Walking Through Infant Loss
By Nikki Watkins, PsyD, LMFT
My journey through infant loss is one I never thought I would endure. I had given birth to three healthy children prior to this pregnancy and there was no reason for me to think this would be any different. Even when we were told at five months gestation that our daughter Riley had a problem with one of her heart valves, we were assured that she would have a minor surgery after birth and should be fine. I made monthly visits to the pediatric cardiologist, and weekly visits for fetal monitoring which I was told helps to prevent the incidence of stillbirth. With so much monitoring and reassurance I was not prepared for the news we received on August 4, 2012.
Just the day before, my husband and I were informed that Riley’s heart condition had improved and my husband even gave the doctor a hi-five. We went to sleep that night full of hope and the very next day we were informed that Riley’s heart had stopped beating. How could this be? We had a baby shower already, a closet full of clothes, a crib in the room, and a rocking chair for me to comfort her on nights when she was fussy. She was due to be born in just 24 days. It was too much for my mind to process.
What I did not know at the time was that approximately 24,000 babies are stillborn each year in the Unites States. The same is true for the number of infant deaths in the first year of life. How didn’t I know this? I only knew of one family who lost a baby; or so I thought. What I later learned is pregnancy and infant loss are not spoken about openly like other losses. These are the losses that are suffered in silence until the need arises for parents to share their grief journey with someone else who experienced the same unfortunate event.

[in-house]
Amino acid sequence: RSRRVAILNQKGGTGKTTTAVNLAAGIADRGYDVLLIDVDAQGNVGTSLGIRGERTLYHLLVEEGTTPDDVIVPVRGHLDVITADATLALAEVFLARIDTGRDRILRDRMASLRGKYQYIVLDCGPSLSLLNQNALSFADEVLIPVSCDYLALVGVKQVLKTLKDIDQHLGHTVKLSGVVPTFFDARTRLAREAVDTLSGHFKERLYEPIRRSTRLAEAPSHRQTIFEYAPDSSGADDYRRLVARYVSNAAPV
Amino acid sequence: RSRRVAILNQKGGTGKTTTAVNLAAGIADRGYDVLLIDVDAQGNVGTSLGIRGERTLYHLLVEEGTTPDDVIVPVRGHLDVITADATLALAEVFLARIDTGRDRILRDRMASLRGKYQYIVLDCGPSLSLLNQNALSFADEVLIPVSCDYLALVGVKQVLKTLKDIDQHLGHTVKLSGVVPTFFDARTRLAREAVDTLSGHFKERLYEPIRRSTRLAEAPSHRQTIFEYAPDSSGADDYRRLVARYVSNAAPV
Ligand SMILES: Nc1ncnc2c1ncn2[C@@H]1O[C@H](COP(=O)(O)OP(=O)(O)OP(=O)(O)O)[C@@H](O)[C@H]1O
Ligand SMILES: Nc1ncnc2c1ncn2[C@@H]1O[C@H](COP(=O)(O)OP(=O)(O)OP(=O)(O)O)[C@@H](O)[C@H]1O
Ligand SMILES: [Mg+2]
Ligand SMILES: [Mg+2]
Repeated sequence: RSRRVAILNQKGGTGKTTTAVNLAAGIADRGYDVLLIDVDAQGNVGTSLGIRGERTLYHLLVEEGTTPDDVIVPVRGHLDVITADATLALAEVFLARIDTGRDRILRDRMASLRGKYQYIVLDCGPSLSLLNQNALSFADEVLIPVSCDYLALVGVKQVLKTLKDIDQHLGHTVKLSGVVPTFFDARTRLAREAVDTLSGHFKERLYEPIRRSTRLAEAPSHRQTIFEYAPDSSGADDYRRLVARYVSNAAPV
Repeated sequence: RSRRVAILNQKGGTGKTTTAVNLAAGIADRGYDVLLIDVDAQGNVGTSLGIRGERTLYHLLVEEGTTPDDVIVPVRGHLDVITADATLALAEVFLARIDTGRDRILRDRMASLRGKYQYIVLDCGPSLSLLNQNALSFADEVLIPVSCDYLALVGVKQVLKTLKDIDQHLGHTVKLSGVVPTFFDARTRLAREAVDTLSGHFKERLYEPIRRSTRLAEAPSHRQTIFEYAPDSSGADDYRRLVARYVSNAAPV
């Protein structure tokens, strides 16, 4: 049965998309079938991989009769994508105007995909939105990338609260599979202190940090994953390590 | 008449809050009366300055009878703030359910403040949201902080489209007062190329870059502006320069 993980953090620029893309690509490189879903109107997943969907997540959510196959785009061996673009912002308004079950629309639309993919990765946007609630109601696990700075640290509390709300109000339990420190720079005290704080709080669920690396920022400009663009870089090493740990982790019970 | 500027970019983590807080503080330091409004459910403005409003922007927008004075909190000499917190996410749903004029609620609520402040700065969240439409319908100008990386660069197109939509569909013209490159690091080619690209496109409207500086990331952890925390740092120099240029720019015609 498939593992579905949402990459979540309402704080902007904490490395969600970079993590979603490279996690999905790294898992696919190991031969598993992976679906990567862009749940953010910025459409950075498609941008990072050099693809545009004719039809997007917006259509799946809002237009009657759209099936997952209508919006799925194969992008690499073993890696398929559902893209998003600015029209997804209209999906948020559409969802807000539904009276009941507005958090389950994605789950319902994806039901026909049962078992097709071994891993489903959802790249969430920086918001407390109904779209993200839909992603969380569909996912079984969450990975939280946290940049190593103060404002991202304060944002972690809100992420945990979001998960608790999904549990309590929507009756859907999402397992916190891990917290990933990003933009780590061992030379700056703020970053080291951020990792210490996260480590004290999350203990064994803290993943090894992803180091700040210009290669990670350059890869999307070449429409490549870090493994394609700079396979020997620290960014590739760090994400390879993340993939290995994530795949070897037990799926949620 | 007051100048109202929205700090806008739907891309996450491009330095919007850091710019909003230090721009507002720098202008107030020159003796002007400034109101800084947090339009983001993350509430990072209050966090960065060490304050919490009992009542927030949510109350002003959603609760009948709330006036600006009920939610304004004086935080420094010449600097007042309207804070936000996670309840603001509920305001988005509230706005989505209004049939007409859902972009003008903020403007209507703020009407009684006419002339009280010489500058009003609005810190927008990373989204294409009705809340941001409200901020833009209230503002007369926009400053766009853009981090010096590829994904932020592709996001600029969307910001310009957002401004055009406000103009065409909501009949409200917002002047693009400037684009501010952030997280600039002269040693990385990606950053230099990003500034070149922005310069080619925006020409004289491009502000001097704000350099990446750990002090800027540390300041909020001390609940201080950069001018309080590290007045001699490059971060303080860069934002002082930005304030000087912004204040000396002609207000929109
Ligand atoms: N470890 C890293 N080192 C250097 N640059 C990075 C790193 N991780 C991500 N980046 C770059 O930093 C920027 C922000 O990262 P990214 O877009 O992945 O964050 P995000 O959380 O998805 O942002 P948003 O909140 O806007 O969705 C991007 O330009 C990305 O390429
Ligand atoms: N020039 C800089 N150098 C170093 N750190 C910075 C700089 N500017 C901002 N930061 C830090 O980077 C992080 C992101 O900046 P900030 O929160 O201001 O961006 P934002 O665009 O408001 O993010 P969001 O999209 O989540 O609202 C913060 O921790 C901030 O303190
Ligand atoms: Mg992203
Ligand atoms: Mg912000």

One of the reasons mothers do not share about this type of loss is because there is a sense of shame and failure. We were supposed to protect our child and our body failed to do that. Many father’s do not share because it is a pain they do not wish to revisit ever again. They are wired to “fix” and there is nothing they can do to fix this situation. There is no fix.
It is important for family members and friends to know that avoiding the topic of the loss is often very hurtful for the bereaved mother especially. She needs to acknowledge her child and talk about her grief and loss. She wants to know that her child mattered. Many well-meaning friends/family have shared they do not want to make the parents sad so they do not bring up the topic. The reality is, we cannot be made any more sad than we already are. But what brings comfort is when we can talk about our child with others and keep his/her memory alive.
Some ways to support a family after pregnancy or infant loss:
- Set up a meal train or take a meal to the family
- Offer to go over and sit with them; you don’t have to know what to say
- Offer to get the mom, dad, or kids out of the house to get some air and allow them to shift their focus for a moment
- Give a memory gift to the family (ornament, blanket, book, keepsake box, etc.)
- Remember them on special days (Mother’s/Father’s Day, baby’s due date, baby’s birthday, Christmas, etc.)
Nikki Watkins, PsyD, LMFT specializes in grief counseling for those who have experienced pregnancy and infant loss. She has published a book, “You Are Not Alone: Rediscovering Faith in God
After Infant Loss” which she donates to hospitals and support groups. Dr. Watkins has been married to her husband Greg for 22 years and has four daughters.